What Can Mixed Modal Athletes Learn From Track & Field (Part 2): Programming Application

by Evan Peikon

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In the last installment of this article I discussed my learnings from some of the most influential coaches in Track & Field. I also discussed how said learning can apply to the Mixed Modal Athlete’s training.Forward
However, in this article I’m going to take a slightly different approach…
In this installment I will expand upon the concept from Part 1 and lay out some theoretical training templates, periodization models and extended applications in regards to Concurrent Training (which will include weekly training splits,  and priorities in each phase of training using Track & Field periodization models).

Track & Field Programming Application: The Original Mixed Modal Sport
Before we get started I would like to throw out the caveat that the model I’m about to lay out is only theoretical due to the fact that it is written for an avatar (ie- a non existent athlete). Also note that the “avatar” in this case is a well-rounded (ie-balanced) athlete with a sufficient strength and aerobic base. Therefore, the yearly training cycle will be periodized via Track & Field Models (proper) and will not be shifted in order to account for the athlete’s training priorities/weaknesses (as it would be in a real life scenario).
*Phases laid out as per Renato Canova’s periodization model.

Introductory/ Fundamental Phase (Accumulation)
During the intro/fundamental phase our main goal will be to build an aerobic base, from which we can layer volume/intensity over later in the year. The aerobic base will also serve myriads of other purposes as we’ve previously discussed in this article. In regards to strength work our main goal during this phase would be to correct any structural imbalances and build strength endurance. Our last priority during this phase would be to train the Alactic-Aerobic System (aka- CP Battery).
During this time the athlete at hand would also get touches on all Energy Systems, though they would not be a priority (ie-maintence work).

Plan- 2 strength sessions, 2 Aerobic, 2 CP-Battery (1 as heavy metcon), 1 Alactic, 2 Zone One

Intro/Fundamental Phase Weekly Split

Special Phase (Intensification)
During the special phase the Energy Systems focus would be on increasing lactate threshold/ clearance. Though the athlete would continue to get touches on the Aerobic & Alactic systems. During this time the athlete’s strength training would also move in the direction from structural work –> Max effort work.  During this time there would also be an increase in intensity, and the volume would vary in loading.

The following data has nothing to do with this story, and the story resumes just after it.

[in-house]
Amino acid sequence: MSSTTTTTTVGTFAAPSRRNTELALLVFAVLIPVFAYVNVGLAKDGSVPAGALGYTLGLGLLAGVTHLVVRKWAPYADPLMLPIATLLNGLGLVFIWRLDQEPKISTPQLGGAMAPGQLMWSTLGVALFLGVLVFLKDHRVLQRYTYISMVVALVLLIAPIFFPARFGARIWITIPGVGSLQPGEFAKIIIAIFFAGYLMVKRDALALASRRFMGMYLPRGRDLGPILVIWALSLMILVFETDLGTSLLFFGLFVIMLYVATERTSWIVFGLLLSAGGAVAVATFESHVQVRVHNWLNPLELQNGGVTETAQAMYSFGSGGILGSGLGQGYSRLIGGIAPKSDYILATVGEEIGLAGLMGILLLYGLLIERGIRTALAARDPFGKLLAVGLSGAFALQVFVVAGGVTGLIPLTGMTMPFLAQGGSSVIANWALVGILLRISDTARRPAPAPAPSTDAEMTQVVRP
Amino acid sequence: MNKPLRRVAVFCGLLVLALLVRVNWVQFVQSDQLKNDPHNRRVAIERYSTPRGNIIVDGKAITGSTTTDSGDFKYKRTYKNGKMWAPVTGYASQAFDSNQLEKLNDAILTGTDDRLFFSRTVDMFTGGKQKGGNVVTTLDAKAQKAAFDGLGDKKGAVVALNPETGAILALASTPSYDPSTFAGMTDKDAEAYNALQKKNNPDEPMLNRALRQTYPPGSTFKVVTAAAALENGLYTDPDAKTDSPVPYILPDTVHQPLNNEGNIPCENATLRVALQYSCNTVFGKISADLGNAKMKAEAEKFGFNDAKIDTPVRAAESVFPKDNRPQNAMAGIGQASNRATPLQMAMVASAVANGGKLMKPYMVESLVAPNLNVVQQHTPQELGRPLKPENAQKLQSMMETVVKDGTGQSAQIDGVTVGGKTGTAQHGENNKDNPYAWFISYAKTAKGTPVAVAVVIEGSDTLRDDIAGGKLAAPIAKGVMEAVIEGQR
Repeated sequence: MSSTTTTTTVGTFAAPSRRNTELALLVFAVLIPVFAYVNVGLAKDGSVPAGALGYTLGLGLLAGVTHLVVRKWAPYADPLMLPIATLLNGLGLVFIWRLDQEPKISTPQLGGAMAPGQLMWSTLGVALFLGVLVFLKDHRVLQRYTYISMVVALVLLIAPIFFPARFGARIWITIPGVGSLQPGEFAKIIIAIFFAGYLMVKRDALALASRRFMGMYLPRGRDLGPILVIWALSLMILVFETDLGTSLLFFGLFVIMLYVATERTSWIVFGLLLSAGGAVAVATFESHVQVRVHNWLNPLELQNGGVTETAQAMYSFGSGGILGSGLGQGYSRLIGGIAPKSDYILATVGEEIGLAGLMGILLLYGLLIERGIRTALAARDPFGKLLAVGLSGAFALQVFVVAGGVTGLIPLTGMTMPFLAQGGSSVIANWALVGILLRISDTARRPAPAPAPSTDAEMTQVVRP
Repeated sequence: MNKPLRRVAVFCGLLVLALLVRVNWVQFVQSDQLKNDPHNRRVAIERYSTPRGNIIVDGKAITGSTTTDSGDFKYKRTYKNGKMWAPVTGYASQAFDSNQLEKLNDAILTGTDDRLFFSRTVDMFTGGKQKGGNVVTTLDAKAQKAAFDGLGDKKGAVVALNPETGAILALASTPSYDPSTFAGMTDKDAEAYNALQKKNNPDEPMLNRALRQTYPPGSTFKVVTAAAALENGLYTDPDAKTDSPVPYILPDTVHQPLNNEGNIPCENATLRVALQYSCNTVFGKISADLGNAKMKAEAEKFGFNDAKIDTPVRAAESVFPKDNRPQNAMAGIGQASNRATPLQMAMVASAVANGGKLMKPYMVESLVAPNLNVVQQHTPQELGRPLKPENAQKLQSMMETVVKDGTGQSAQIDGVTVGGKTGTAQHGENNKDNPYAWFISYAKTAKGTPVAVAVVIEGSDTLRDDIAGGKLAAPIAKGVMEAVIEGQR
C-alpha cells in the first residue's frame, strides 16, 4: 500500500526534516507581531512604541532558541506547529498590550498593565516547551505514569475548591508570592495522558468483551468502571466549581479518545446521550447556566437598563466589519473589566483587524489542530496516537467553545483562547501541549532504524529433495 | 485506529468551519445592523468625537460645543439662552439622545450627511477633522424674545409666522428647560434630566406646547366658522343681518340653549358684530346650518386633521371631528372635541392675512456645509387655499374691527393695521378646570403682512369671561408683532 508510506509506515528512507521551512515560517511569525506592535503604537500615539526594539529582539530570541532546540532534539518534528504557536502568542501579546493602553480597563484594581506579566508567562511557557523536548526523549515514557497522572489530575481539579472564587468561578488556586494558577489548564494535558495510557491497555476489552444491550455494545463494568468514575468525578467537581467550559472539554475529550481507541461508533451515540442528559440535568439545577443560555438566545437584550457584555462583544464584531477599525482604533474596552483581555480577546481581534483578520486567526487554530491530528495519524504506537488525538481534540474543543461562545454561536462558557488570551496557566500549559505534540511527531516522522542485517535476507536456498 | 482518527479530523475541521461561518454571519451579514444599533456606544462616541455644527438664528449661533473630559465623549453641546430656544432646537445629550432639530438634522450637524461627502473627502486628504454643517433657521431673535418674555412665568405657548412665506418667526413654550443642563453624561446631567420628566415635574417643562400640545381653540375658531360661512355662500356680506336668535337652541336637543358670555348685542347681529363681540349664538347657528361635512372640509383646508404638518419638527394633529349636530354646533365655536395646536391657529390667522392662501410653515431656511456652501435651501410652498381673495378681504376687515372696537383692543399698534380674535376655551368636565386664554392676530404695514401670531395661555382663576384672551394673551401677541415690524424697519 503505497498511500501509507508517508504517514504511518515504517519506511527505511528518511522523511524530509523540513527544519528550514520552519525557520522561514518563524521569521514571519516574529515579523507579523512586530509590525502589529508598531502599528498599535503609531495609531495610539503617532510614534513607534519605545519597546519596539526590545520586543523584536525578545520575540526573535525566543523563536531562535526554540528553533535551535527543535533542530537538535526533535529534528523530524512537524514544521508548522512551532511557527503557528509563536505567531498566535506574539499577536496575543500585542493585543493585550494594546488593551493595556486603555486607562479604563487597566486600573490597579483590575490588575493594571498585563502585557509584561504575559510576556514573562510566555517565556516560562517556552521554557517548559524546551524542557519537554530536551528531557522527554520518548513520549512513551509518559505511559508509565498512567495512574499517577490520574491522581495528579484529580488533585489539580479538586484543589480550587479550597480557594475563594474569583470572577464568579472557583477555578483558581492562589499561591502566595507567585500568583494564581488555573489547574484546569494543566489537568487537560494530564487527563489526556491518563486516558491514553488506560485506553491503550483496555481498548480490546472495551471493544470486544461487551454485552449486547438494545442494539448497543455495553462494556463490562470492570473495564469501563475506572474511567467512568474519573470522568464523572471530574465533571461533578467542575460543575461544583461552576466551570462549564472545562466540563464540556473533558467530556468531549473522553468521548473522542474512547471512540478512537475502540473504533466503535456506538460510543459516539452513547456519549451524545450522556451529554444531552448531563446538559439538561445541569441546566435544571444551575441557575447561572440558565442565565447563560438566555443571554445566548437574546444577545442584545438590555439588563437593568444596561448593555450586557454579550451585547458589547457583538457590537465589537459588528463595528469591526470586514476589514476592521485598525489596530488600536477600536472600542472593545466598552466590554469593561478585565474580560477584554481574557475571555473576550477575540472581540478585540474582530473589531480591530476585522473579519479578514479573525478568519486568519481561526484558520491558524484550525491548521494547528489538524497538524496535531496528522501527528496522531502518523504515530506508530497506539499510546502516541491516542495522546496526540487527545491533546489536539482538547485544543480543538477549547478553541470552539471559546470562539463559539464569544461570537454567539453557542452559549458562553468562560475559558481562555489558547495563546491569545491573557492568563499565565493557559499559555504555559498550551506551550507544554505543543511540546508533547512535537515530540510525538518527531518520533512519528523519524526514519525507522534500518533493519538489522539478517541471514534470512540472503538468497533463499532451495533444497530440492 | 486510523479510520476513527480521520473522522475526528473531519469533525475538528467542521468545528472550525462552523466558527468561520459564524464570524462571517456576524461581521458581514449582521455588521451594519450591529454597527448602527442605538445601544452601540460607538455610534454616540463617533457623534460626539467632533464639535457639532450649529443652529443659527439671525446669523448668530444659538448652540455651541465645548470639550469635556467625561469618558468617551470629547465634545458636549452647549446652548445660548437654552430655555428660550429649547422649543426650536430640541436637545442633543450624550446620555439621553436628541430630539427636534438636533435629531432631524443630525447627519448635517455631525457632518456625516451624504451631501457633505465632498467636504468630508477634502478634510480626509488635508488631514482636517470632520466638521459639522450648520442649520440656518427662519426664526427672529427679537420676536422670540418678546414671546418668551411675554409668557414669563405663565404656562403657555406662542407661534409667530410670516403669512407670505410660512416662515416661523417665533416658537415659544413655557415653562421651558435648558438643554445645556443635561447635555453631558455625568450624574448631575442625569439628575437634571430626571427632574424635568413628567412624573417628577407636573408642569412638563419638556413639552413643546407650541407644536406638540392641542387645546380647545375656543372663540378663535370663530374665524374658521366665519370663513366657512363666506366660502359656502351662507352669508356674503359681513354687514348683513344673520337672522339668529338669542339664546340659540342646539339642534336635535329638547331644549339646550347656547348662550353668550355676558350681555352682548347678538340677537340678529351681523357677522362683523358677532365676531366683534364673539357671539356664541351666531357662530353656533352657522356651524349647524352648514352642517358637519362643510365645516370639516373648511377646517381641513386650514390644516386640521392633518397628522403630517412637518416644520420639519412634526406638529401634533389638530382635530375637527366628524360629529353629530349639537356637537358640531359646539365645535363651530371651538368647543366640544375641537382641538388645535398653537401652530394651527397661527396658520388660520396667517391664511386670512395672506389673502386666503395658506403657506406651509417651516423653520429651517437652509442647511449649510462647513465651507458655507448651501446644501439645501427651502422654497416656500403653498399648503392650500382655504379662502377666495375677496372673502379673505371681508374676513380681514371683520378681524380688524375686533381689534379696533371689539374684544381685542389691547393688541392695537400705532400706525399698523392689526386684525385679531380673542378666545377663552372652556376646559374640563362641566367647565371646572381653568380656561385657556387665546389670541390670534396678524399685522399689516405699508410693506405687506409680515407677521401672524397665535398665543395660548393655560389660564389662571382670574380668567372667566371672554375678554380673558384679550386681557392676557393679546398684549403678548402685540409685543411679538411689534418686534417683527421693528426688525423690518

Plan- 2 Strength Sessions, 1 Lactic Power/Endurance, 1 Aerobic, 1 Tester, 2-3 Zone One

Special Phase Weekly Training Split

Specific Phase (Pre-Competitoon)
During the Specific phase the main goal is to peak all the energy systems in order to prepare for competition. During time strength work will still be completed as well although in lower volumes and at higher intensities. In fact, overall volume will drop in general (though intensity will increase).

Plan- 3 Strength (variation) sessions, 2 Anaerobic, 2 Aerobic, 1 Tester

Specific Phase Weekly Training Split

Peaking/ Competition Phase
During this phase intensity will remain high, though volume will greatly decrease in order to peak the athlete (Note- during tapers intensity should not be decreased, as it will leave an athlete feeling flat).
Also note that this phase will be highly specific to the athlete at hand due to the fact that different people requite very different things to feel “ready” to compete. Regardless of if the athlete is in top form (relative to their best/ their coaches expectations), it is important to make the athlete believe they are in this phase. Therefore, the training that is done in this phase should leave an athlete feeling fresh and confident. So… Instead of giving a split for this part of the training cycle Ill just throw out some general advice. To start, the last “quality” workouts should be performed approximately 2-3 days before competition. Anything sooner should just be what are called “sharpeners”, meaning that they leave the athlete feeling ready without making them accumulate fatigue. It is also generally a good idea to do some Zone One work leading up to the competition so the athlete is recovered come game day.

Hopefully this article sparked some ideas and gave a general idea of how you can extrapolate other sports training into ours. This information is in no way the end all be all of programming/ periodization, but is definitely a good start to get you thinking and using some concrete strength & conditioning principals.
At this point in time I’m also trying to delve deeper into decathlete programming/ periodization, so their may very well be a part 3 to this series sometime in the future…. Stay Tuned !


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